Planet Sub sidesteps the flavorless land mines of days-old bread, opting for filling-packed subs and sandwiched meaty delights. The menu may differ slightly between the two locations, but omnipresent signature subs cross state lines to sate hungering masses, such as the bacon-bolstered mega roast beef ($4.69/$7.29 ) and the Planet BBQ, a saucy concoction stacked with ham, turkey, and roast beef ($3.99/$6.99 ). Vegetarian options abound, so meat abstainers can try the spicy cheese sub ($4.49/$6.99 ) or the pesto bello ($4.99/$7.19), which is loaded with portobello mushrooms, red peppers, and a tomato-garlic pesto as smooth and suave as an Italian R&B crooner.
The staff at Orange Leaf Frozen Yogurt rejects the oft-touted claim that Americans don?t care about nutrition. The problem, they say, has more to do with selection than anything else; most low-calorie sweets don?t hold a candle to a fudge brownie or a warm slice of apple pie. They kept this in mind when crafting their frozen-yogurt recipes, working tireless to develop a healthy?and equally delicious?alternative to the dessert status quo by turning to decadent confections and just-picked fruits for inspiration.
Their experiments thus far have yielded more than 60 frozen yogurt flavors, which take turns pumping through the self-serve machines that line their colorful shop?s wall. Before taking a seat in a bright orange chair, guests fill their dishes with cool, low-fat swirls of chocolate cheesecake, strawberry banana, and a classic tart that bites as pleasantly as a teething kitten. Juicy pears, crunchy granola, and gooey chocolate sauce headline a smorgasbord of at least 30 toppings ready to scooped or poured into cups before their final weigh-in.
Taste of Europe's shelves are filled with edible nostalgia. Owners and friends Gene Basov and Marat Tsitolovsky grew up together in Ukraine, and now stock their Overland Park grocery with traditional candies, smoked sprats, and other comestibles that are bound to make Eastern European transplants feel a bit at home.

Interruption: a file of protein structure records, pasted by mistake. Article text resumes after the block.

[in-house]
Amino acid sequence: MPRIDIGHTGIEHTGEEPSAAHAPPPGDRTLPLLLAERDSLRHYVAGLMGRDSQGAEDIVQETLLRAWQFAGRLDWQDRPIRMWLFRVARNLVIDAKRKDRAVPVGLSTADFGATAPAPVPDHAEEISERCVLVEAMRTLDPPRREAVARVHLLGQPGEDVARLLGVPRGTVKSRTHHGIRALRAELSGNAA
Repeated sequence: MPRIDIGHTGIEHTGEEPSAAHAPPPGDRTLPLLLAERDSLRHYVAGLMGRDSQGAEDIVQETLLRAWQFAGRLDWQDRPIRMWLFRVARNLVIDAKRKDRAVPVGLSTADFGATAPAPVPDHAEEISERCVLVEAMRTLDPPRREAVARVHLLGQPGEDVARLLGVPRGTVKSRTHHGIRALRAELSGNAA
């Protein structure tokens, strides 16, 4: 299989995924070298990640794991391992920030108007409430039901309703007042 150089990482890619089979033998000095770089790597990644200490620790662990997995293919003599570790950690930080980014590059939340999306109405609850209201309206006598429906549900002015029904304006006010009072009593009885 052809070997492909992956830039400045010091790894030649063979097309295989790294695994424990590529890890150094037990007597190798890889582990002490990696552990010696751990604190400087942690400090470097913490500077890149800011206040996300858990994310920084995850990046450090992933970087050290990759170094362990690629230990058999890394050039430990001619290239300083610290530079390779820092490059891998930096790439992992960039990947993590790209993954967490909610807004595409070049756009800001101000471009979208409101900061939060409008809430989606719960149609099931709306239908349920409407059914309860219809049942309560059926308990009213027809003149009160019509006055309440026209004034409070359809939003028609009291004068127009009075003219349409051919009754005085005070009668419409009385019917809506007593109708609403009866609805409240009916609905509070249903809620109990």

?I enjoy dealing with people and taking them back to their childhood ? down memory lane,? Basov told The Kansas City Jewish Chronicle. Customers often come into the shop to request specific European foods, and Basov searches until he finds them.
English tea, French truffle salt, and Israeli jams are a few delicacies to be found on the shelves. There's also a deli stocked with European sausages and Kosher meats, and a bakery section filled with traditional cakes and pastries. Though the market caters to customers with European ties, it also welcomes shoppers who simply want to try something new, or who wish to impress friends with souvenirs from imaginary vacations.
Leon Butler opened Brookside Optical in 1989 with the vision that all clients, even those with hard-to-correct eyesight, could have access to stylish eyewear. Today, the shelves stock colorful frames ($100+) by small manufacturers and such designers as l.a. Eyeworks, Theo, and Anne et Valentin. Whether in retro cat-eye shapes or planted with futuristic jet packs, each pair of glasses is crafted by the on-site lab and ready to wear within days.
Jim Sheridan's custard shop is packed with old-fashioned nostalgia. And it's not just the decor ? Sheridan's desire to create and sell custard sparked from his own childhood memories of adventuring to upstate New York to get his hands on the frozen treat. Now at Sheridan's Frozen Custard, Jim not only opts to incorporate creamy chocolate and vanilla flavors topped with everything from mangoes to graham crackers to a variety candies, but he views the real cherry on top as top-grade customer service. Caramel pretzel crunch concretes, fresh-baked strawberry shortcake Sundays, and cookie dough pies further satisfy sweet tooths. For those who prefer a straw to a spoon, the shop's shakes, malts, and smoothies are there for the sipping.
After years of perfecting those frozen treats Jim set out to conquer the world of burgers. To do so, he pulled from the same old-fashioned recipe book that inspired his sweet treats. The Olathe location's new food menu is filled with American favorites, from grilled-to-order steakburgers to hand-cut fries dusted with a kiss of salt. No matter the order, each meal is made with fresh, locally sourced ingredients, including grass-fed beef. Visitors can settle down at tables to enjoy their burgers and sandwiches or grab them to go at the convenient drive-thru.
Best Regards Bakery's team of cake mavens sates sweet teeth with moist melees of cookies, cupcakes, and brownies—each crafted from scratch and thoroughly taste-tested. Choose from several types of soft-baked cookies, each weighing a quarter-pound and cloaked in cellophane in order to stay fresher than a shrink-wrapped daisy. Toby's Ugly Banana cookies ($2.99 each) develop acute attractions to lips, and the signature cranberry orange's tangy fruits, European butter, and crystalline sugar tickle tongues ($3.49 each). A roster of seasonally rotating cupcake all-stars includes the Madagascar bourbon vanilla and the sprite, gooey limoncello ($3.25 each). The bake shack boosts morning routines with its gooey, gourmet cinnamons rolls ($3.49 each), each large enough to muffle the noise of intrusively trumpeting stomachs and delectable enough to savor while reclining on the bakery's attached patio.